Pippin

19390883_1454735337903299_7244909319322567608_oFew Broadway shows are referred to as often and simultaneously as misunderstood as Stephen Schwartz’s Pippin. For the unfamiliar, it’s a musical about the real-world medieval figures of King Charlemagne and his son, Pippin, although what’s portrayed onstage has very little in common with world history. Pippin is a precocious, somewhat unwilling heir to the throne of his tyrannical father. After realizing he’s not made out for war, Pippin travels the land, trying on a variety of personalities and lifestyles until his morals and ambitions get the better of him.

What’s funny is, though I’ve technically described the plot in some detail, the musical has almost nothing to do with any of that. Rather, Pippin is really about its narrators, a fourth wall-breaking performance troupe full of characters who weave in and out of the musical as storytellers, audience, and figures in the plot. The more Pippin interacts with them – and particularly with the mysterious and hyperactive Leading Player – the more we get the sense that there is a discrepancy between Pippin: the royal heir and Pippin: the protagonist.

I may have said too much even with that – it’s a play best experienced without context, I think – but this bizarre push and pull between character and plot make for an ambiguous show that’s well-suited for multiple productions.

The Theatre Factory, a venue that is no stranger to the bold and unique, is the right kind of place to see Pippin, a musical practically begging to be taken apart and reconstructed over and over again. As far as reinventions go, I’m glad to say that Pippin is a show with a direction all its own, and that it possesses a youthful energy that breathes some life into the musical mainstay. That said, some issues in execution leave Pippin feeling somehow incomplete.

First thing’s first: director Matt Mlynarski has aesthetically reimagined the meta-medieval melodrama into a fun hodgepodge of 80’s high school filmmaking, safe-for-Broadway urbanity, and period piece. Think Grease meets Rent, meets John Hughes meets Shakespeare. If that descriptor seems like nonsense, that’s because it kind of is, and that’s ok. Pippin is all about messy textual interweaving.

I like what the stage design does, but I can’t help but wish it went further. Much of the cast simply wears typical street clothes – flannels, jeans, t-shirts etc. – but important characters get the distinction of multi-purpose outfits, which are a mixed bag. The best example that comes to mind is the outfit of Alec Albright’s Leading Player. Arguably the most important character in the show, the Leading Player needs to stand out, but the white tee-shirt he’s wearing – which sports large printed paint splotches in every color of the rainbow streaming down the middle – along with Pippin’s ripped-at-the-sleeves tweed jacket, both set against a constructed alleyway decorated with #graffiti, make the show look more High School Musical than is likely intended.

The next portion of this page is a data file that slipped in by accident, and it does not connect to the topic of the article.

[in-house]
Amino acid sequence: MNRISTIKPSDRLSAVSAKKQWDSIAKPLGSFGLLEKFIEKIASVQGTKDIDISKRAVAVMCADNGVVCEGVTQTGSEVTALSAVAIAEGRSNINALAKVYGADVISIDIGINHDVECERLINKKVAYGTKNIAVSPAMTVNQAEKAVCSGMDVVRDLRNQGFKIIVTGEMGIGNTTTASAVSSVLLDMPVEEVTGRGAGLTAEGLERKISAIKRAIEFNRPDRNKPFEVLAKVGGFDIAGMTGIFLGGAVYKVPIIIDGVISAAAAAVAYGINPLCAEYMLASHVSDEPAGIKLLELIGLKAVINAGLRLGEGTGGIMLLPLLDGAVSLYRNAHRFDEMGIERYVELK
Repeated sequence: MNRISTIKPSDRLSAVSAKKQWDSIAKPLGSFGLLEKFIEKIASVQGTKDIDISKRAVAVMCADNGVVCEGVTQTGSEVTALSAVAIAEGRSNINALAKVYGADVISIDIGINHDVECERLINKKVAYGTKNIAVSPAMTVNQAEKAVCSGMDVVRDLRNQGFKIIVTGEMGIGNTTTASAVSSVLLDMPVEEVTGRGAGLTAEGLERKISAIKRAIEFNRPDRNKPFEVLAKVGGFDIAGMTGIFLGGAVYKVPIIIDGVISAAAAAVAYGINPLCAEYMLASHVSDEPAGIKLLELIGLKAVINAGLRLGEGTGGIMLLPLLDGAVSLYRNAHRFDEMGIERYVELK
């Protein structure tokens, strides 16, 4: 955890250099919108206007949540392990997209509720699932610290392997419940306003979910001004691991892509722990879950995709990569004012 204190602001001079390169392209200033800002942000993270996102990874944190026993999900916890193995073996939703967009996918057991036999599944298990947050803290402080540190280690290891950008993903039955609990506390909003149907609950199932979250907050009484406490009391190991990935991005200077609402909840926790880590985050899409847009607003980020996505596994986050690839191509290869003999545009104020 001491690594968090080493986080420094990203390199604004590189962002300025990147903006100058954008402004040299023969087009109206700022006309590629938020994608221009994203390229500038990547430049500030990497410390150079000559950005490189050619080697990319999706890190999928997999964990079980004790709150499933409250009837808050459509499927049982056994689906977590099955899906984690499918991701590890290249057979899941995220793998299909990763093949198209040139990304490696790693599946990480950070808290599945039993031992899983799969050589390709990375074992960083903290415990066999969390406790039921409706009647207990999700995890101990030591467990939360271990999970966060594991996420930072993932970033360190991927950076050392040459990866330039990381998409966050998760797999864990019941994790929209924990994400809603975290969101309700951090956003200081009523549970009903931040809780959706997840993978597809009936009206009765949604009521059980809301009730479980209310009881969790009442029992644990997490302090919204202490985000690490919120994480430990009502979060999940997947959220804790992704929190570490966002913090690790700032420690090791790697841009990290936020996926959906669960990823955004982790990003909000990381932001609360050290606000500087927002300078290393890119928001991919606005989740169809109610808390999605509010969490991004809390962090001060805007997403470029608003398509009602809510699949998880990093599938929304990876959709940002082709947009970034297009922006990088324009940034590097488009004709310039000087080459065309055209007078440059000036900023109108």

The cast is consistent and performs well. Sean O’Donnell feels like a natural fit in the titular lead role regardless of which stage of life his character is in, Sabrina Picciani has natural comedic edge as the crafty Fastrada, and I had a lot of fun with Rebekah Lecocq’s over the top Berthe. Albirght’s Leading Player is possibly the show’s most notable performance, as he exudes this great subdued malice beneath the frenetic energy of a showrunner, which perfectly fits the role.

That said, some of Pippin’s vocal performances can at times feel uneven. Although the choreography is playful, inventive, and maybe of more import than the actual singing, this is a musical, and nothing removes the energy of a show faster than issues with vocal range.

I have a substantive problem with the musical itself, too. I really like watching the way the narrative plays with reality, and meshes the struggle of self-discovery and unfound ambition until they are one in the same conflict, but about half of the first act is dedicated to Pippin learning a foregone conclusion – he’s not fit for the military. This sequence includes the show’s least interesting songs and a lengthy battle sequence. There are so few conceivable, practical ways to make a medieval swordfight look interesting in the context of a musical. You can only see someone be dance-stabbed so many times before you want to hit fast-forward. Instead of the show starting out running, this sequence forces it to start out in an awkward shuffle.

The Theatre Factory’s production of Pippin is worth checking out, especially if the show hasn’t been on your radar up to now, but its sometimes off-kilter design may put off some returning fans.

Pippin runs at The Theatre Factory in Trafford through July 23. Their website is currently under construction so you can check out their Facebook page here for more information.